It could easily be the opening scene of a thriller with diplomatic-artistic ramifications: on Monday, May 30, a military plane flying in from Poland will land at the Torrejón de Ardoz base at precisely 4pm. From that moment on, a team of 12 people ranging from art restorers to politicians will watch over a pictorial gem of incalculable value. The treasure that merits such attention is none other than Lady with an Ermine, one of the most outstanding paintings in Leonardo da Vinci's small artistic production, and, as such, one of the crown jewels of Italian Renaissance art.
Lady with an Ermine, painted around 1490, will be the star exhibit in La edad de oro de Polonia (or Poland's Golden Age), which opens on June 3 at Madrid's Palacio Real. The show is sure to be one of the biggest art events of the season, since it is uncommon for such emblematic artworks to travel. After stopping in Madrid, the painting will go to Berlin and to London's National Gallery, after which it is scheduled to return to Poland and remain there for at least another 15 years.
But before that, the lady must meet her obligations in Spain. The canvas, which measures 54.8cm by 40.3cm, will occupy one of the Spanish palace's noble rooms, which has been especially fitted to host a painting that revolutionized portraiture for a variety of reasons, including the spiral-like movement that makes its way up the sitter's head, the anatomical study of her hands, face and neck, that almost tangible air about her (the famous sfumato shades without lines) and, above all, her harmonious and undying Renaissance beauty. Not to mention that large and sublime hand.
A team of specialists in bullet-proof glass products are building a display case to hold the painting, whose trip is costing the three host countries a joint ¤30,000. Anything to preserve the integrity of a masterpiece that has already survived two world wars, Nazi looting and attempts to deface it, to reach today's public in excellent conditions.
A miracle? Nicolás Martínez-Fresno, president of the National Heritage trust, would rather reserve that word for the fact that Lady with an Ermine is coming to Spain at all. Prime Minister José Luis Rodríguez Zapatero, Culture Minister Ángeles González-Sinde and even King Juan Carlos all intervened to make this possible. The monarch viewed the painting in Washington a few years ago, and he personally knows Prince Czartoryski, the singular owner of the artwork and of the rest of an incredibly valuable collection housed in Krakow's Czartoryski Museum.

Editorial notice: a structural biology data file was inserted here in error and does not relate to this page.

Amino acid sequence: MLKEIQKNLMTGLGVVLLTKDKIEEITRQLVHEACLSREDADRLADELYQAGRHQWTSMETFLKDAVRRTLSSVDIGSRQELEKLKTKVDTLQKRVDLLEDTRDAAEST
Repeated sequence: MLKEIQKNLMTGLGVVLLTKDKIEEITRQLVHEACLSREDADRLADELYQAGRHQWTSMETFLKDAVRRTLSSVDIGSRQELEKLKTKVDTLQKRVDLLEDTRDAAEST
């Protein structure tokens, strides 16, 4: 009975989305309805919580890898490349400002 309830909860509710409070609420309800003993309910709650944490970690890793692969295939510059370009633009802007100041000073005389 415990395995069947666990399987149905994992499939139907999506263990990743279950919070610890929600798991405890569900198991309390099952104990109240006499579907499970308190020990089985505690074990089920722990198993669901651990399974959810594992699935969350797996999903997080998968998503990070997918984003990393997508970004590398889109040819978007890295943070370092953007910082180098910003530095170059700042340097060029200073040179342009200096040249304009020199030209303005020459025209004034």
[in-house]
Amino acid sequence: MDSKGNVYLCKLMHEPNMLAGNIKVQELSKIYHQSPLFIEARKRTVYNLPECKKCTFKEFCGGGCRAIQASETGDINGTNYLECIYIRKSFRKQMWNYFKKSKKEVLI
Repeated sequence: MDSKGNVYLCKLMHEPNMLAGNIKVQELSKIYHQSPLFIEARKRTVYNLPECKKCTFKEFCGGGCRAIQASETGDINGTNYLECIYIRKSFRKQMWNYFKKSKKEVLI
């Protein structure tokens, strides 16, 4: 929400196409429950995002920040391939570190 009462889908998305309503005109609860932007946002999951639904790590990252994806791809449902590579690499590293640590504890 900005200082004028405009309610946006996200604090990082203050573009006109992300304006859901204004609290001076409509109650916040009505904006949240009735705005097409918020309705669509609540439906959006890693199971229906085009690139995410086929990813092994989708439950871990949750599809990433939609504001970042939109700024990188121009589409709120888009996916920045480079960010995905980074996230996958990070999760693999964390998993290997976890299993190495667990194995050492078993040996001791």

"The story of this painting has run almost parallel to the history of Poland," explains Martínez-Fresno, in reference to its discovery in the catacombs of a Polish castle in 1939 and its subsequent seizure by Nazi invaders, who packed it away to the Kaiser Friedrich museum in Berlin. In 1940, Hans Frank, governor general of occupied Poland, demanded that the painting be returned to the city of Krakow, which ultimately meant that it ended up gracing the walls of the military official's own private villa.
But before the eventful 20th century came around, the story of Lady with an Ermine had begun in Milan, where Leonardo painted it at the request of Duke Ludovico "The Moor." The lady in question is Cecilia Gallerani, the duke's young mistress, portrayed at around 17 years of age. Leonardo himself was a little over 40.
Successive restorations did not touch the young woman's figure, but did affect the background. We know that the darkness we see today was not there originally. Nor is the signature that appears in the upper left corner. And what about the ermine? The animal provided the duke with his surname, but some controversy exists as to whether the creature in the painting may in fact be a weasel, a ferret or even a marten.
Zoological disputes aside, the enigmatic pet and its owner will remain in Madrid until September, together with 190 other artworks that bear witness to the breadth and depth of Poland's museum holdings, which include paintings by Lucas Cranach and Rembrandt.